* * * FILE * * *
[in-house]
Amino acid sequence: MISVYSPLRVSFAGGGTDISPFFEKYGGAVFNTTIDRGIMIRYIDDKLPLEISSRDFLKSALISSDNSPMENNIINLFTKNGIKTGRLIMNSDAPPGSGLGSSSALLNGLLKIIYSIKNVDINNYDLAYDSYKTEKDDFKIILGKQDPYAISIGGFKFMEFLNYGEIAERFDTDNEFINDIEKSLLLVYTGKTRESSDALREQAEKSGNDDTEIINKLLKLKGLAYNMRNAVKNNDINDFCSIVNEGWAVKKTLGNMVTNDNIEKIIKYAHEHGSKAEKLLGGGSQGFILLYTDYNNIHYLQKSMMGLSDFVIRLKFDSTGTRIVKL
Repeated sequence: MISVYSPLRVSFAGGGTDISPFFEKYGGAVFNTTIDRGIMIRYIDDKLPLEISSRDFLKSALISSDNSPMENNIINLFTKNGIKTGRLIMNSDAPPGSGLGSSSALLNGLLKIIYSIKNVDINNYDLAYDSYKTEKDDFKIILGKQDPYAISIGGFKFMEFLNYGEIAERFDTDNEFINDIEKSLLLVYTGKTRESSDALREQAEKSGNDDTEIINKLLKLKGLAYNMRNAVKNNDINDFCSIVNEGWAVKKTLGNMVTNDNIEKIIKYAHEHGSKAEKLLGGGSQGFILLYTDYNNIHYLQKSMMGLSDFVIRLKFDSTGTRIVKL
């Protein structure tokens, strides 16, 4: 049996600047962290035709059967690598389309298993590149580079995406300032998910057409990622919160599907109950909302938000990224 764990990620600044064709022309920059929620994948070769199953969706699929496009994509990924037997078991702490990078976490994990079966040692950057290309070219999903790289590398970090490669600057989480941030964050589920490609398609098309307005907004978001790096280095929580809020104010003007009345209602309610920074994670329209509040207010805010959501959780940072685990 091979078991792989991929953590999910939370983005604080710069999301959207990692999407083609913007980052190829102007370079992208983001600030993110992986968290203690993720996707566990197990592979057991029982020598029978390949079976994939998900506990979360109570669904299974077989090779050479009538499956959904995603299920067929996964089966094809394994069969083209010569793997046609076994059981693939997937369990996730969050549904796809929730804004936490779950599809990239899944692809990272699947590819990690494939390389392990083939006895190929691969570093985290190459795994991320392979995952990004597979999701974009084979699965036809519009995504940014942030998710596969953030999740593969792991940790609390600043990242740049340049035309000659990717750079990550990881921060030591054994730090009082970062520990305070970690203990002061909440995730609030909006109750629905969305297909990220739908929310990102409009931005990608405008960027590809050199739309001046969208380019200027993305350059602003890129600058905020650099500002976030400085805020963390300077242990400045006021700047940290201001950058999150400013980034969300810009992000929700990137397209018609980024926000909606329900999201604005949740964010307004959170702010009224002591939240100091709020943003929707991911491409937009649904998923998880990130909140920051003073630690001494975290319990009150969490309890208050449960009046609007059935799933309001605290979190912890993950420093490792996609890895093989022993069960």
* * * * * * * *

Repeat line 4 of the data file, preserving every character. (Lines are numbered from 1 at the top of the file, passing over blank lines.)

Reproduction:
């Protein structure tokens, strides 16, 4: 049996600047962290035709059967690598389309298993590149580079995406300032998910057409990622919160599907109950909302938000990224 764990990620600044064709022309920059929620994948070769199953969706699929496009994509990924037997078991702490990078976490994990079966040692950057290309070219999903790289590398970090490669600057989480941030964050589920490609398609098309307005907004978001790096280095929580809020104010003007009345209602309610920074994670329209509040207010805010959501959780940072685990 091979078991792989991929953590999910939370983005604080710069999301959207990692999407083609913007980052190829102007370079992208983001600030993110992986968290203690993720996707566990197990592979057991029982020598029978390949079976994939998900506990979360109570669904299974077989090779050479009538499956959904995603299920067929996964089966094809394994069969083209010569793997046609076994059981693939997937369990996730969050549904796809929730804004936490779950599809990239899944692809990272699947590819990690494939390389392990083939006895190929691969570093985290190459795994991320392979995952990004597979999701974009084979699965036809519009995504940014942030998710596969953030999740593969792991940790609390600043990242740049340049035309000659990717750079990550990881921060030591054994730090009082970062520990305070970690203990002061909440995730609030909006109750629905969305297909990220739908929310990102409009931005990608405008960027590809050199739309001046969208380019200027993305350059602003890129600058905020650099500002976030400085805020963390300077242990400045006021700047940290201001950058999150400013980034969300810009992000929700990137397209018609980024926000909606329900999201604005949740964010307004959170702010009224002591939240100091709020943003929707991911491409937009649904998923998880990130909140920051003073630690001494975290319990009150969490309890208050449960009046609007059935799933309001605290979190912890993950420093490792996609890895093989022993069960």